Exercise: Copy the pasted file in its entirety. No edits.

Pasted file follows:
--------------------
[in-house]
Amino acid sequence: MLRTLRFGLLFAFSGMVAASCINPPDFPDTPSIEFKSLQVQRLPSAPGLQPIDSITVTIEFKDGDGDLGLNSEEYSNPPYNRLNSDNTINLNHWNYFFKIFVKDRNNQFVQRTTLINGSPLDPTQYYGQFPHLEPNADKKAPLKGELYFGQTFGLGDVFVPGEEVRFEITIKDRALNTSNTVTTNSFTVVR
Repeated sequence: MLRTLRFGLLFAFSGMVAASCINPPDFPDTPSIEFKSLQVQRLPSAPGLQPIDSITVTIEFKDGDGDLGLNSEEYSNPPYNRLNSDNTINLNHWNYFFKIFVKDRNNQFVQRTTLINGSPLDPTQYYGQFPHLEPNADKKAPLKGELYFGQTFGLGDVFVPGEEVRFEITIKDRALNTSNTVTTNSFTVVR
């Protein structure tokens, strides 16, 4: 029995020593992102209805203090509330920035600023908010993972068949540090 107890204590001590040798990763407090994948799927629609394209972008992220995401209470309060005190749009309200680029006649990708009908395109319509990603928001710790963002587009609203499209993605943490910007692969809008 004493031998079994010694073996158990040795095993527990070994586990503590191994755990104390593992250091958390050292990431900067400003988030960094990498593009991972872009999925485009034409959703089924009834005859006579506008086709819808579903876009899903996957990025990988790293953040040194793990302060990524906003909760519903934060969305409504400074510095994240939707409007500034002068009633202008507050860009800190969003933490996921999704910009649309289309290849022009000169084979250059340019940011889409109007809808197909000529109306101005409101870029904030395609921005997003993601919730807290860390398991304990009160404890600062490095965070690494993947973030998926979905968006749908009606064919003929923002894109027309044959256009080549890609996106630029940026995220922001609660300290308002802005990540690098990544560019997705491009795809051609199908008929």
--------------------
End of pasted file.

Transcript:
[in-house]
Amino acid sequence: MLRTLRFGLLFAFSGMVAASCINPPDFPDTPSIEFKSLQVQRLPSAPGLQPIDSITVTIEFKDGDGDLGLNSEEYSNPPYNRLNSDNTINLNHWNYFFKIFVKDRNNQFVQRTTLINGSPLDPTQYYGQFPHLEPNADKKAPLKGELYFGQTFGLGDVFVPGEEVRFEITIKDRALNTSNTVTTNSFTVVR
Repeated sequence: MLRTLRFGLLFAFSGMVAASCINPPDFPDTPSIEFKSLQVQRLPSAPGLQPIDSITVTIEFKDGDGDLGLNSEEYSNPPYNRLNSDNTINLNHWNYFFKIFVKDRNNQFVQRTTLINGSPLDPTQYYGQFPHLEPNADKKAPLKGELYFGQTFGLGDVFVPGEEVRFEITIKDRALNTSNTVTTNSFTVVR
């Protein structure tokens, strides 16, 4: 029995020593992102209805203090509330920035600023908010993972068949540090 107890204590001590040798990763407090994948799927629609394209972008992220995401209470309060005190749009309200680029006649990708009908395109319509990603928001710790963002587009609203499209993605943490910007692969809008 004493031998079994010694073996158990040795095993527990070994586990503590191994755990104390593992250091958390050292990431900067400003988030960094990498593009991972872009999925485009034409959703089924009834005859006579506008086709819808579903876009899903996957990025990988790293953040040194793990302060990524906003909760519903934060969305409504400074510095994240939707409007500034002068009633202008507050860009800190969003933490996921999704910009649309289309290849022009000169084979250059340019940011889409109007809808197909000529109306101005409101870029904030395609921005997003993601919730807290860390398991304990009160404890600062490095965070690494993947973030998926979905968006749908009606064919003929923002894109027309044959256009080549890609996106630029940026995220922001609660300290308002802005990540690098990544560019997705491009795809051609199908008929």